The reasoning is as expected; Arizona's existing property tax structure is on the ouch side, hitting businesses at twice the rate of domestic property taxes and rolling equipment in excess of $65K into the assessed valuation, and so discourages businesses from moving here. And the Republican reaction is equally expected; rather than modifying the structure, they want to eliminate the property tax outright and cut the corporate income tax rate in order to lure more companies here. And this will result in an immediate $250 million shortfall for the state this year.

It's a tossup. The equipment tax is a strong disincentive for more lucrative manufacturing operations. More companies opening up shop here means more jobs. Across-the-board property tax elimination, corporate rate cuts, and a proposed whopping 57 percent reduction of corporate capital gains taxes means less revenue for the state. And our new solidly Republican state government has already shown that less revenue means zero support for education and social services beyond the stuff that's federally mandated, because they cannot for the life of them recognize any connection between the quality of public education and the quality of the jobs that will be available to graduates of the system.

The revenue loss would mean less money for education, [Tucson High teacher Elizabeth Slaine] said. And Arizona's economy won't improve unless there are people qualified to be in business.

Rep. Andy Biggs, R-Gilbert, scoffed at that contention.

"Education does not create jobs," he said. "Entrepreneurs and businesses create jobs."

Good luck building your business with people who can't read or do basic math well enough to fill out your purchase orders, Andy. I'm not sure where the entrepreneurs you're counting on will be coming from, unless you're assuming they'll all have to be lured in from out-of-state with your massive tax breaks. Hell, while you're at it, why not simply convert Arizona to a mainland offshore island economy, where no uncomfortable questions are asked of corporate masters and a permanent underclass is being readied as we speak?

Monday, February 23, 2009


Spring sprang over the weekend. Now it is hot.

Yet again, I failed to see any of the films nominated for Best Film, although I did see Wall-E. Which had a nominated song and some technical awards. For me that's pretty good. As much as I love the movie theater popcorn, I do not love paying upwards of nine-ten bucks to sit in a room with people who bring infants and toddlers to definitely non-age-appropriate movies, who idly text on their phones throughout the movie, or just sit and have full-volume conversations during the movie. And it sucks, because I used to love going to the movies way back in the day.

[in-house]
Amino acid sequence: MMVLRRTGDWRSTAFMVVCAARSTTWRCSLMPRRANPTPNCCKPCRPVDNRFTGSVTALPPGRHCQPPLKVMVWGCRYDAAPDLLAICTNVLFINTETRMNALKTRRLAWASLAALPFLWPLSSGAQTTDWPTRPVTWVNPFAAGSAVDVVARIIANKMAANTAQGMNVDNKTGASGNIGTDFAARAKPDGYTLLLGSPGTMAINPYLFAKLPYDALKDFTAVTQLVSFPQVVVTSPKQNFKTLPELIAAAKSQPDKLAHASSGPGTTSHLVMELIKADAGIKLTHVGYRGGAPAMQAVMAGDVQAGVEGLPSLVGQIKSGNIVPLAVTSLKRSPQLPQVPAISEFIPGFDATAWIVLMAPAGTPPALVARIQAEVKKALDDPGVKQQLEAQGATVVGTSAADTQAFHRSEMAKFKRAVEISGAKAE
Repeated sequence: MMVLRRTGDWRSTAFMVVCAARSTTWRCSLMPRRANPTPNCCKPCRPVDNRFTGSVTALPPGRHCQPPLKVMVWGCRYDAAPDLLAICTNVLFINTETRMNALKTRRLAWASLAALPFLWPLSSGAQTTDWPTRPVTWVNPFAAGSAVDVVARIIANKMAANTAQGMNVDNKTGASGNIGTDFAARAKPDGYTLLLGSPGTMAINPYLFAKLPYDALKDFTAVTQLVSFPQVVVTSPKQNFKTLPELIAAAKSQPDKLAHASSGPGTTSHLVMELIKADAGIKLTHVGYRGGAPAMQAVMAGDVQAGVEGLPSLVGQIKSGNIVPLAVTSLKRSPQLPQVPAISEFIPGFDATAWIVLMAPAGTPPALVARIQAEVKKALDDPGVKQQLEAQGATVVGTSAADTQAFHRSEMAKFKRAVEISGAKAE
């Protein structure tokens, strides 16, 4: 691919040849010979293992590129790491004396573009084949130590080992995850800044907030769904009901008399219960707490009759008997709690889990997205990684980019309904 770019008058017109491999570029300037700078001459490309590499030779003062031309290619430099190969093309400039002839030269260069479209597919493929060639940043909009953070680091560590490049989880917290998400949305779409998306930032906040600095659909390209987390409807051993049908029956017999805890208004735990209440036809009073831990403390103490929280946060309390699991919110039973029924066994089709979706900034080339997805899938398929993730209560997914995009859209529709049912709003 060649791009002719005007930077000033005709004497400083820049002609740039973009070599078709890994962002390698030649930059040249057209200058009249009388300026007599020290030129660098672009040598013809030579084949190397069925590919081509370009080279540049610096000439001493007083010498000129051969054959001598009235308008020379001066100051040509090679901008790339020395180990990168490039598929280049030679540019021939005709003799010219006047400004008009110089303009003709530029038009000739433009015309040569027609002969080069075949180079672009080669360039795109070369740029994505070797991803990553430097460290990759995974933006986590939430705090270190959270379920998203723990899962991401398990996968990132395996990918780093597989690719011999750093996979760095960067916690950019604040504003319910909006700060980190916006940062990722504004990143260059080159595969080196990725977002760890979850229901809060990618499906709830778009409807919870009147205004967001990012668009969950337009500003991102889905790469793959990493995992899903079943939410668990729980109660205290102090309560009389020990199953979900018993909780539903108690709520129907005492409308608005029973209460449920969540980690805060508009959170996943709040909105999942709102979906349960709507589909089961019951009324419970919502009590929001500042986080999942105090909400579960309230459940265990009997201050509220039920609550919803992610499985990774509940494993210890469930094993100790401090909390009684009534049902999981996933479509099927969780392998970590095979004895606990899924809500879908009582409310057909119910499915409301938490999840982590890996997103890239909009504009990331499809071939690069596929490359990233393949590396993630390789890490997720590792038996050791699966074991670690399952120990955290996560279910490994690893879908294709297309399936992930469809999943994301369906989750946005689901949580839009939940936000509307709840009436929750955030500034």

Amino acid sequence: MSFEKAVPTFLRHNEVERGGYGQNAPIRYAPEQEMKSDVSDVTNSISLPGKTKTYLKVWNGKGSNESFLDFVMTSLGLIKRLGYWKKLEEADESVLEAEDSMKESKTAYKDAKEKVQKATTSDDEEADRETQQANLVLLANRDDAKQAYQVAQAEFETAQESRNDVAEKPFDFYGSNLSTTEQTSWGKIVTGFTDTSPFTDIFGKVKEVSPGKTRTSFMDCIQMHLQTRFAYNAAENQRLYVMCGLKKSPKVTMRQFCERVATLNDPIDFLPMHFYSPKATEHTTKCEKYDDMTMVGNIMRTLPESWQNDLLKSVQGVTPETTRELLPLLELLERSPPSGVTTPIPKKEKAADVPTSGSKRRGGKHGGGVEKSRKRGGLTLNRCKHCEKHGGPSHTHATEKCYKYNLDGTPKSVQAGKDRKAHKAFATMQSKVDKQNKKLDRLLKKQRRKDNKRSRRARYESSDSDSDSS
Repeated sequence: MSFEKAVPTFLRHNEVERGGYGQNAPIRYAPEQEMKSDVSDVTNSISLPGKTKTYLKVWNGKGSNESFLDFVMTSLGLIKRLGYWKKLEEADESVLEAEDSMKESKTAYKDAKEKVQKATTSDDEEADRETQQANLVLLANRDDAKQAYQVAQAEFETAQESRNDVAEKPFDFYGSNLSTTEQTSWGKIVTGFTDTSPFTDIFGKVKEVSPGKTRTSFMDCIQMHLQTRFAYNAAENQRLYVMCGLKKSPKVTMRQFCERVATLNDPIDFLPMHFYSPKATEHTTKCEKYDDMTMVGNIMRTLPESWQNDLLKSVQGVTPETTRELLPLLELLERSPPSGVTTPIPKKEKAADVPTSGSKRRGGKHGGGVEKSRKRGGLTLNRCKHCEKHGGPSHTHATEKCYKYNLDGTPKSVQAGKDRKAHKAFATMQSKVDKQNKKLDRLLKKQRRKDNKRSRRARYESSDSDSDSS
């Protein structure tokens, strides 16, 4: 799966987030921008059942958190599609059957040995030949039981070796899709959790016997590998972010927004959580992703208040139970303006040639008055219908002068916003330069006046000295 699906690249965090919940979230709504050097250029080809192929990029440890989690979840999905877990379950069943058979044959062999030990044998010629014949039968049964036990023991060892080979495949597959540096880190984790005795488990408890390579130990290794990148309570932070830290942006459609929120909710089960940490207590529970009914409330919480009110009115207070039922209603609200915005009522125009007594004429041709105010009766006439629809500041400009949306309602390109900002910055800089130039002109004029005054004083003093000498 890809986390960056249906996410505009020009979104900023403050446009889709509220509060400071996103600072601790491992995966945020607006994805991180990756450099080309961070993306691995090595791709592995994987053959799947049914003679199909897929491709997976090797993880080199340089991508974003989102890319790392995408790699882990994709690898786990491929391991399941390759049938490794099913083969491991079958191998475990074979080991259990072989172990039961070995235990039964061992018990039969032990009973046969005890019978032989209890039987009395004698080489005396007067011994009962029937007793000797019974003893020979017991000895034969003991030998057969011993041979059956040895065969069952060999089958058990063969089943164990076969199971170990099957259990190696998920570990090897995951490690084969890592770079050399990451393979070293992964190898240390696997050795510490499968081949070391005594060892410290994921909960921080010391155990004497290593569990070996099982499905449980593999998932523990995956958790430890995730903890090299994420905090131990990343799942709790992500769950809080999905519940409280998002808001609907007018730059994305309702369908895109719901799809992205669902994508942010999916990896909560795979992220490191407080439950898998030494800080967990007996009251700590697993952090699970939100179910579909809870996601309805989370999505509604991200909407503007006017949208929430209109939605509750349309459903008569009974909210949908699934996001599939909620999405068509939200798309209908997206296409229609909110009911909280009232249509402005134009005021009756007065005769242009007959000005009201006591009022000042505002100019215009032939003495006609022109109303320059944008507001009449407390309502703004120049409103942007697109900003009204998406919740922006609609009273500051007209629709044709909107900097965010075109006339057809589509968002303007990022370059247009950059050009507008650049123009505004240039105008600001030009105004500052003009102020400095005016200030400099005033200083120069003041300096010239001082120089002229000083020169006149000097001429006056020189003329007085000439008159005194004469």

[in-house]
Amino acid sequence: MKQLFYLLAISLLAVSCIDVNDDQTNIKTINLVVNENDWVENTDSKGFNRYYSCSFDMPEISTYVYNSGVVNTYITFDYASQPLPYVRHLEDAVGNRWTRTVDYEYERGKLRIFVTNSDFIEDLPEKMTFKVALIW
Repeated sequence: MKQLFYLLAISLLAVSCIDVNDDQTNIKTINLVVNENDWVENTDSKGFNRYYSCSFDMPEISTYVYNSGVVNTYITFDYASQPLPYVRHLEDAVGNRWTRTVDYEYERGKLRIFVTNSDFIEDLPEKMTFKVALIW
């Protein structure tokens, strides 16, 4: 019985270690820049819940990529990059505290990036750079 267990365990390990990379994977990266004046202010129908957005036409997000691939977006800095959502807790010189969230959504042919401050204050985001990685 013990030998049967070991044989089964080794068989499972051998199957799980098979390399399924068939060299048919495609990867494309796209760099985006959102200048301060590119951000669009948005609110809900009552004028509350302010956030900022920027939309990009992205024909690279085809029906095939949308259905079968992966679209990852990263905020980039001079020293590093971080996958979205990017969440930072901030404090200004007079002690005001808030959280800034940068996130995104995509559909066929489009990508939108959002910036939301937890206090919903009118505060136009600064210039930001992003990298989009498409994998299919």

I paid to see Raiders of the Lost Ark twenty times in the theater. Twenty! Total geek in high school! Total geek still!

Total geek who hasn't gotten around to seeing Slumdog. Is it on video yet?

I liked Hugh Jackman as host, and had no idea he could sing. Sophia Loren frightened me. You know she was just waiting for someone to ask uh, what now? about that homemade pot-scrubber dress so she could coolly remove their head with a single icy glare. I also liked the mini-affirmation ceremonies for the best acting noms. Everyone goes home a winner!

In other news, I am still apparently not back into it enough to dive into politics. Coming soon, I promise.

Saturday, February 21, 2009


After a day jam-packed with utterly mundane domestic chores, I am unapologetically sitting with my feet up watching the Tar Heels biff it to a bunch of guys dressed like mustard bottles and enjoying the best snacks the kitchen has to offer. If pale ale and Girl Scout cookies are wrong, I don't want to be right ever again.

Thin Mints. Le sigh.

What a fuck of a week. My deepest personal misery can never touch the super special suckwad misery that accompanies my kid's life unraveling. His best friend is still in an undisclosed location in California and CPS can barely muster the energy for a shrug in the boy's direction. And he (my kid) got cut from the varsity volleyball team in a decision that spurred the captain to come apologize to him on behalf of the rest of the team for the coach's baffling rostering decisions. But! He got his driver's license today, so maybe things will start to turn around for him.

They better. I've been too heartsick to do much besides bury myself in work, not even slacking enough to update the blog more than a couple of times.

There is a lot to talk about, after all. We have North Dakota deciding that zygotes have equal legal standing to actual people and superior legal standing to their mobile incubators the women carrying them. We have the Arizona legislature deciding to cut off all non-federally-mandated funding to the Division of Economic Security, which administers minor programs like children & family services and services to people with developmental disabilities. Oh! And we have Hootie-Hoo Carla advancing to the finale of Top Chef! Swoon!

I will get to these topics tomorrow. Today I am busy with a Thin Mints tower.

Wednesday, February 18, 2009

This is not a Cupcake Blog

Public service announcement:

Many, many readers have found their way here after Google searches returning this innocent little picture:

I brazenly nicked it from the Google myself back on my birthday, because it was the happiest little cupcake picture I could find. I would like to eat it even now.

So if you have come here in search of cupcakes, you will be sorely disappointed, but if you are interested in breathless up-to-the-minute updates on what it means to be a totally cool cutting-edge middle-aged lesbian Tucson archaeologist who may or may not have an unhealthy fixation on Rachel Maddow, do stick around.

Or if you're Homer and want to bake me some highly glutenized cupcakes like the one in the picture, you can do that too.